Black Magic Probe remixed to replace the silly fingerprint reader on my X220. Might work on other Thinkpads too. ARM debugging for all!
Drilled a few holes in my palm rest and press-fit a few ~4mm lengths of thick plastic fiber optic strand I had lying around:
[above: crappy light pipes installed, BMP messed with until all four LEDs light up. Left to right: power (green), error (red), activity (orange), usb-serial (yellow).
I may update this in the future if I end up trying it out with other Thinkpads, but for now this project is getting switched to 'complete'.
As the title says, soldering the tiny XSON8-packaged level shifters was a real pain in the ass. I didn't make a stencil for TP-BMP but I did stretch the footprint out a bit, so I tried hand-soldering them but to no avail. You can probably see why:
[above: image of the bottom of the level shifter in XSON8 form, sitting on a standard 0.1" spaced board for scale.. Note that this is really an LGA, so unlike a QFN the pads don't actually extend to the side of the package. Not hand-soldering friendly.]
I probably should have gotten a stencil and started over with a fresh board, since I have a few extra. Instead, I bodged on a bit of solder paste and hit the components with a hot air gun. This didn't work at first, so I touched 'em up with an iron, tested the board, desoldered two of them, cleaned up the joints, etc .. repeat for a lot longer than I should have spent on this project. But finally...[above: screenshot of using ARM gdb to detect, attach, program, and detach a #NeuroBytes Interneuron board. Yay!]
This project is a layout-only exercise, so it starts with the Black Magic Probe Mini v2.1 schematics published in the FAQ section of the project's wiki. After reproducing the schematic in KiCad, the X220's palm rest was measured and test-fitted with a cardboard mockup:
(above: getting rid of the thumbprint reader/metal shield and replacing them with a cardboard template. Yes it kind of looks like a backwards Utah.)
Putting everything in KiCad suggested that the shape and size above would work given the connector location constraint and the component footprints. This design is quite a bit larger than the original Mini and has components on both sides; this made PCB layout quite a bit easier than the Black Sphere design:
[above: a KiCad screenshot of the 4-layer board (sig-gnd-vcc-sig) with one middle layer track, which probably isn't ideal.]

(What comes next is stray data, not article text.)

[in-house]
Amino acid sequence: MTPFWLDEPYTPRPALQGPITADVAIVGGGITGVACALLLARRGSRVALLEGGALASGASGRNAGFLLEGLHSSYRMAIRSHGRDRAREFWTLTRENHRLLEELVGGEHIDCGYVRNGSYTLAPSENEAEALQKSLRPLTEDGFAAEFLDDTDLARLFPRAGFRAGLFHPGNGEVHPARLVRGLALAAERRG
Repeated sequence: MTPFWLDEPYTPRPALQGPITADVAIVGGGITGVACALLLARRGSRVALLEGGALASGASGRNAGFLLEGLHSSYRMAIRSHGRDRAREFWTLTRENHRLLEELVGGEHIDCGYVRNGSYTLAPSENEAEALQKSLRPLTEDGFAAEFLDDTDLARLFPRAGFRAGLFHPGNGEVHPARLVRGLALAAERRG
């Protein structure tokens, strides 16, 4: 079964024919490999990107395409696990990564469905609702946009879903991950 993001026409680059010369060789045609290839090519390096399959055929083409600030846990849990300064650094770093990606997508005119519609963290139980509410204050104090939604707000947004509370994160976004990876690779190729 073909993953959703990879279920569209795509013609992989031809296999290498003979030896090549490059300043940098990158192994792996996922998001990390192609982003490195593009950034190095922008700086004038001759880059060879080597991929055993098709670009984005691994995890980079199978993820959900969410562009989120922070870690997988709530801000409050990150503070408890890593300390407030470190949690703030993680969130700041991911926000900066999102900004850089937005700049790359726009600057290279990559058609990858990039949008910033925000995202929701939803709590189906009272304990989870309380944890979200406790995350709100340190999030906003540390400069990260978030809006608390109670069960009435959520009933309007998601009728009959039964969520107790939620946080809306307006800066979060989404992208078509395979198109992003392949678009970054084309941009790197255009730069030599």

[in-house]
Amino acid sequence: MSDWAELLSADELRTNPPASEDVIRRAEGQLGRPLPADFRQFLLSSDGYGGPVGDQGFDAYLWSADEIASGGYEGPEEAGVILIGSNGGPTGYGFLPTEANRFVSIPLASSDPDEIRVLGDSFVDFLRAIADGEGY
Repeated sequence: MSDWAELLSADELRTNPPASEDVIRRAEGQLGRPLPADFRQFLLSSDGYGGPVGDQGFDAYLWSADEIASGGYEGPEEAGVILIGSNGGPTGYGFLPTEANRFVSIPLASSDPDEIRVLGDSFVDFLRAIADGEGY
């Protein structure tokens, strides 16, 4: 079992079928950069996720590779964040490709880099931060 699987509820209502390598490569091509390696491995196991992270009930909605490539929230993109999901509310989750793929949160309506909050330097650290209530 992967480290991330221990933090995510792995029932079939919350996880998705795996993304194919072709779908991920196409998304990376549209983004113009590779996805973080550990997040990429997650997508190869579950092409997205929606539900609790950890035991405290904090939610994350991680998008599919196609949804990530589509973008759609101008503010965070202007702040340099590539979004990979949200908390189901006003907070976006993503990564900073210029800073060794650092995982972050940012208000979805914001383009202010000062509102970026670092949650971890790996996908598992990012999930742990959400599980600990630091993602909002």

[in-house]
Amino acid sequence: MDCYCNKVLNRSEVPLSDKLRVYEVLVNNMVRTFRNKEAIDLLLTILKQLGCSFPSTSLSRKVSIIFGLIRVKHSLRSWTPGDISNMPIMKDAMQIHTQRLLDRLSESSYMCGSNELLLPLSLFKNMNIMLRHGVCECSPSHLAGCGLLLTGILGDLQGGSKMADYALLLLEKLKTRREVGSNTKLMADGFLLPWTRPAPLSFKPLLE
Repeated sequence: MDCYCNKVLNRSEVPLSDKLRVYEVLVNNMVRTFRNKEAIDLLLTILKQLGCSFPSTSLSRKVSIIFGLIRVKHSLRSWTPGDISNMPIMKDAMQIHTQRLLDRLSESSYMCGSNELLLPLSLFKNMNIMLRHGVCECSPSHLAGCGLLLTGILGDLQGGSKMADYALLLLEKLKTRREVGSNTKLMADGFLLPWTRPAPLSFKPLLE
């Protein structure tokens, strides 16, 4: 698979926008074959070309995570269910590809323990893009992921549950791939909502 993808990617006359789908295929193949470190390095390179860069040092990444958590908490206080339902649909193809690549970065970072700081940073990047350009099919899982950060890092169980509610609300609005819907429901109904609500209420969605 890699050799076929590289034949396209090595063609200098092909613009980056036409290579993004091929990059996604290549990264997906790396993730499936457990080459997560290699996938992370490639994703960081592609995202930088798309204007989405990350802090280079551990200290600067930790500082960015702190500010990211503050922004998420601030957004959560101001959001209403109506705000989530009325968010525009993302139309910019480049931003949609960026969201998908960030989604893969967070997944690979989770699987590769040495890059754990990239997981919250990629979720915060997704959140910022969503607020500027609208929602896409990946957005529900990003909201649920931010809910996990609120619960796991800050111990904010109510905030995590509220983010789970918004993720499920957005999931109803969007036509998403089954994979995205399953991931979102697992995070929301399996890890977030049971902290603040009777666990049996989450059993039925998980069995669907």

After reflowing the QFN STM32 and soldering the rest of the board together (other than the level shifters which are backordered, ugh), a fit check suggested that the hole spacing needs a tiny bit of adjustment but works well enough for v0.1:
[above: TP-BMP installed in the X220's palm rest. Note missing level shifters. Also the cutout for the fingerprint sensor had to be widened a bit to clear the 10-pin JST header.]
I forgot to take pictures of the firmware loading process; in the image above, one can see the test pads below the STM32 that were used for this process. A Discovery Board was used (well, its ST-LINK, at least) along with st-link to load the stock BMP firmware and bootloader binaries. After re-installation, the board enumerated (!!!), so now it's time to drill LED holes, finish the wiring harness, and solder on the level shifters (when they arrive).
When I started this project, I had an inkling that the fingerprint reader spoke USB. To verify this, I popped the board out of my computer and tacked on a few test wires:[above: 10x loupe photo of the fingerprint reader PCB showing a few test wires]
I labelled the wires according to position on the FFC header, snaked them through the fingerprint reader cutout, and reassembled the computer so I could 'scope 'em:
[above: testing potential USB traces, prior to getting over my fear of disassembling my laptop without disconnecting power/battery]
This didn't tell me much, beyond suggesting that the fingerprint reader didn't require +5VDC. Most of the wires seemed to be +3.3VDC or ground, but a few appeared to have some interesting signals on them. I decided to butcher the fingerprint board and make an FFC header breakout so I could convince myself everything worked:
[above: another 10x loupe shot confirming that breakout boards are for suckers]
[above: always looking for an excuse to carve FR4...]
Eventually, I bodged together a breakout and located the two USB data pins. I tested everything using a hacked-apart ST-LINK from an STM32F0 Discovery Board to program a #NeuroBytes Interneuron: